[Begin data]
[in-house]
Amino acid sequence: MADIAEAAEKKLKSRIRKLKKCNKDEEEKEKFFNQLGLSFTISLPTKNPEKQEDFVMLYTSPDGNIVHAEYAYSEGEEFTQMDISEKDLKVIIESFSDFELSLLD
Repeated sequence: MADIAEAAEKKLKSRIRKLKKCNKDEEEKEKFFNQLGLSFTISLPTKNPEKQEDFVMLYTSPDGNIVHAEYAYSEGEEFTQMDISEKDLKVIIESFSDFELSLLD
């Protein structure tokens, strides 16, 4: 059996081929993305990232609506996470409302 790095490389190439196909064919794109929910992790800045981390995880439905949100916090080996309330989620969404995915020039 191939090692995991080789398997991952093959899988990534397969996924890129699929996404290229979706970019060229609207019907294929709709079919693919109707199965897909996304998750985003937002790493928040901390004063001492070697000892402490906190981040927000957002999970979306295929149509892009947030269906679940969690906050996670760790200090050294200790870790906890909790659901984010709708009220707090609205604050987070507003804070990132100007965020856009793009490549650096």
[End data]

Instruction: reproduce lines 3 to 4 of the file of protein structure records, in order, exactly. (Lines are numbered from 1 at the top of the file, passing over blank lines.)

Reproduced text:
Repeated sequence: MADIAEAAEKKLKSRIRKLKKCNKDEEEKEKFFNQLGLSFTISLPTKNPEKQEDFVMLYTSPDGNIVHAEYAYSEGEEFTQMDISEKDLKVIIESFSDFELSLLD
């Protein structure tokens, strides 16, 4: 059996081929993305990232609506996470409302 790095490389190439196909064919794109929910992790800045981390995880439905949100916090080996309330989620969404995915020039 191939090692995991080789398997991952093959899988990534397969996924890129699929996404290229979706970019060229609207019907294929709709079919693919109707199965897909996304998750985003937002790493928040901390004063001492070697000892402490906190981040927000957002999970979306295929149509892009947030269906679940969690906050996670760790200090050294200790870790906890909790659901984010709708009220707090609205604050987070507003804070990132100007965020856009793009490549650096």